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Arizona county at risk of having no ObamaCare option


Aetna’s retreat from most ObamaCare marketplaces this week is rippling across rural America, starting with Pinal County in Arizona.

{mosads}The county, which has a population of about 400,000, no longer has any insurers planning to sell coverage through ObamaCare next year.

State regulators still have until Aug. 23 to try to lure other companies into the marketplace, but it could be a tough sell after one of the nation’s largest insurers decided to pull back because of costs.

“There is still opportunity for someone to jump into the exchange and provide coverage,” Stephen Briggs, spokesman for Arizona’s insurance regulator said by phone Tuesday.

Aetna announced late Monday that it would pull out of ObamaCare exchanges in 11 states, including Arizona, Florida and Texas. The company’s CEO, Mark Bertolini, cited $200 million in losses over the past few months as a major reason for the move.

Arizona’s insurance department is already talking to other insurers to see “if there are any opportunities for them to pick up and offer coverage,” Briggs said.

“It’s especially disturbing that this move could negatively impact the nearly 10,000 citizens enrolled in Obamacare in Pinal County, Arizona, where not a single health insurer has filed to offer federal exchange plans,” Sen. John McCain, who is up for reelection this year, wrote in a statement on Tuesday.

The federal government is helping out. Officials from the Department of Health and Human Services said in a statement they “remain confident that all Arizona residents will have access to coverage next year.”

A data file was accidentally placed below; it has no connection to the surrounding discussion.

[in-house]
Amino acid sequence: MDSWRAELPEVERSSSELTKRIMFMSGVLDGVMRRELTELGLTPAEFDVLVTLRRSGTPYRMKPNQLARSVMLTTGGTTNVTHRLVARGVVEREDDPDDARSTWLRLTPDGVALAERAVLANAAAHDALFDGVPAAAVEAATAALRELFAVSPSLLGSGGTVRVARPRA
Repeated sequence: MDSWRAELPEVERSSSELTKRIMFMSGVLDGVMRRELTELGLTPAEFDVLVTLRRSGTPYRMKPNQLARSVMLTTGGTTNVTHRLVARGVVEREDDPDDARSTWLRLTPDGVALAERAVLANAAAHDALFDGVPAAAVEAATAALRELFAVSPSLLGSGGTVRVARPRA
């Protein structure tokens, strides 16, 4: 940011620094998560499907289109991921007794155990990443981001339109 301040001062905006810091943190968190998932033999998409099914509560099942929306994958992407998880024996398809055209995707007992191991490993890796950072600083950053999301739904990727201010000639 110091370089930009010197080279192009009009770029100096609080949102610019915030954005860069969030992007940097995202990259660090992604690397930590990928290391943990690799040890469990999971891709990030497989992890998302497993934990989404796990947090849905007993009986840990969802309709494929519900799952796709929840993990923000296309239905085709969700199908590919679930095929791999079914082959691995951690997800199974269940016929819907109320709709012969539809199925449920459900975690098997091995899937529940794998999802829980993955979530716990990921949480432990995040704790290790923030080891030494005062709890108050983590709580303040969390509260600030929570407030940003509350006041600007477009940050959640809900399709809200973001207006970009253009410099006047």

Aetna’s pullback is a potentially severe setback for ObamaCare marketplaces nationally, though the repercussions are more likely to be felt in rural areas where the number of insurers have already dwindled.

Every part of the country directly affected by the Aetna decision — except Pinal — would have at least one other option in those markets.

If no insurer decides to step up, Arizonans could still purchase healthcare coverage, but not on the ObamaCare exchange, where about 90 percent of people receive subsidies.

Insurance options had already been ebbing in Arizona, where about 200,000 people are enrolled in ObamaCare statewide.

Earlier this year, UnitedHealth Group and Humana both announced they would exit Arizona’s market in 2017, citing financial losses.

Blue Cross Blue Shield, which is dominant across the state, will offer plans in all but two counties next year.

Eight of those counties, which are mostly rural, will have BlueCross BlueShield as their only option on the marketplace.

Even as it offers the most plans statewide, the insurer has reported losses of $185 million in the first two years.

Last year, the majority of ObamaCare customers had three or more health insurers to choose from.

Researchers had predicted that number would fall this year as companies struggled with rising medical costs in many markets.

Earlier this year, the Kaiser Family Foundation predicted that more than 650 counties would have just one insurer on the exchanges in 2017, up from 225 counties the year before.  

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